I believe that by allowing the young people to name their anger, their fear, their grief, their feelings of betrayal, also helps them develop the tools of their own salvation: strength, hope, and a new resolve. These are young people who have come of age during the Obama years. They know only the campaigns of hope, the politics of inclusivity, the cadence of a skilled orator and a brilliant, reflective leader. Most barely remember 9/11. The “Reagan revolution,” which catapulted me on my own progressive political life, is only a chapter in their history books.

In one gathering of young people, forty high schoolers found their way to my house “the night after.” They spent two hours sitting on my white shag carpet eating pizza and leftover cake and sharing their worries with one another. In another gathering, armed with food leftover from the previous night by those who didn’t have the stomach to touch it, I offered my college students a chance to huddle together in an impromptu meeting in the appropriately named “Serenity Lounge” in my college. Through tear-tracked faces, the students one by one shared their private thoughts with the collective. At yet another meeting, college RA’s came together to figure out how to provide support for their residents but those conversations turned inward: how can they support their charges if their own doors are closed in fear and loss? A refrain seems to be echoing among young people. When I met with a group of middle schoolers yesterday, they shared similar concerns.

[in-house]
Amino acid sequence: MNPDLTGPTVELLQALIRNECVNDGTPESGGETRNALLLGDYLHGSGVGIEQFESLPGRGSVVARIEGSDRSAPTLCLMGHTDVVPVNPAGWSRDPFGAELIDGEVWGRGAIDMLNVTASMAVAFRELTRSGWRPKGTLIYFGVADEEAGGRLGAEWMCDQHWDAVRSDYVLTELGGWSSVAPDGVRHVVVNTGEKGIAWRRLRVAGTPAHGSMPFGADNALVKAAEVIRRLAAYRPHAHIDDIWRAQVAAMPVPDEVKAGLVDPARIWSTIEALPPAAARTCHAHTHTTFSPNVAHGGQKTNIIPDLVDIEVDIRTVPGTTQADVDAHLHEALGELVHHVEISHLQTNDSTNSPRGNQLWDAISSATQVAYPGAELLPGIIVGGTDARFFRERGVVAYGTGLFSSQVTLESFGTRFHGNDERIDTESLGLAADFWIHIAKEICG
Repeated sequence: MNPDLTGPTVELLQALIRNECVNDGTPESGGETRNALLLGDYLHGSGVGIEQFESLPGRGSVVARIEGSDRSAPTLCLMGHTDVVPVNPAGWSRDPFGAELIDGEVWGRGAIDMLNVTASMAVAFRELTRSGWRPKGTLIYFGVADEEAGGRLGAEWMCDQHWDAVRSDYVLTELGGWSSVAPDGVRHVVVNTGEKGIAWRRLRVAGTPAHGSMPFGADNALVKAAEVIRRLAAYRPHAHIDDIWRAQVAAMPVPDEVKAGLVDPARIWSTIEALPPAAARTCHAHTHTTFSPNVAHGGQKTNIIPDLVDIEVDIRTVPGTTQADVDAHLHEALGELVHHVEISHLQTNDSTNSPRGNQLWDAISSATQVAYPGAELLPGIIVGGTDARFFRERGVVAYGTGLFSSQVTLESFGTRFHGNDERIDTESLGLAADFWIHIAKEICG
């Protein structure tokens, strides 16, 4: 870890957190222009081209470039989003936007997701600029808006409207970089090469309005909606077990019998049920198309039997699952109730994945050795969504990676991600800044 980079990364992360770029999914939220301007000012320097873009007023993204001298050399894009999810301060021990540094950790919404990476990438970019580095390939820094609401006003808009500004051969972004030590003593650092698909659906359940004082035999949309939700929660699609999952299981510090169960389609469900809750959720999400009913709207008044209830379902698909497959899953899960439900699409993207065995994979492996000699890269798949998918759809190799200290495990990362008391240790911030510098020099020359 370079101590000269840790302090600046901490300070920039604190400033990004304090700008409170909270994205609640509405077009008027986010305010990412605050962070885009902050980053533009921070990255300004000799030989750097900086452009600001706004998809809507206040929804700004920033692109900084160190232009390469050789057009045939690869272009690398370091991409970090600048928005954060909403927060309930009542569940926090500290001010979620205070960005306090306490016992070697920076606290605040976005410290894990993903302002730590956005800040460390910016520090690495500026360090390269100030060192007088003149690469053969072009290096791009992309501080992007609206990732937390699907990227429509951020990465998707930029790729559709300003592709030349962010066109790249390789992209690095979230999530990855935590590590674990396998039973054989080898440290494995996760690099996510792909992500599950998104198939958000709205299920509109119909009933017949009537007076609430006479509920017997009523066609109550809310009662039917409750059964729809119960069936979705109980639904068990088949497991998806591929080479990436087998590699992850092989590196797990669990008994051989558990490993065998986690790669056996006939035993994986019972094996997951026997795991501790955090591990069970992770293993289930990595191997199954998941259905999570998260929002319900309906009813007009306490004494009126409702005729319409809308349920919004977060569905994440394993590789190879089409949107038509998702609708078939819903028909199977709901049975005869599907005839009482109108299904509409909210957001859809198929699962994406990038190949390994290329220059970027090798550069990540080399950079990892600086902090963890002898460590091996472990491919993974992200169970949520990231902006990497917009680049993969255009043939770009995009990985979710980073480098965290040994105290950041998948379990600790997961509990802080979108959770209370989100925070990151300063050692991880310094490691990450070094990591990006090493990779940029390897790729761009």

Here are the words they are using, repeating, and feeling: terrified, traumatized, afraid, scared, depressed, anxious, betrayed, angry. Some major themes have begun to emerge: Our kids are worried about their parents, themselves, their kid sisters and brothers, their friends, and the big picture. They have existential concerns too. They don’t know what to do with people whom they love who voted against their very beings. They articulated the difference between disagreeing with someone’s ideology and casting a vote that violated their identity.

Here is how they put it: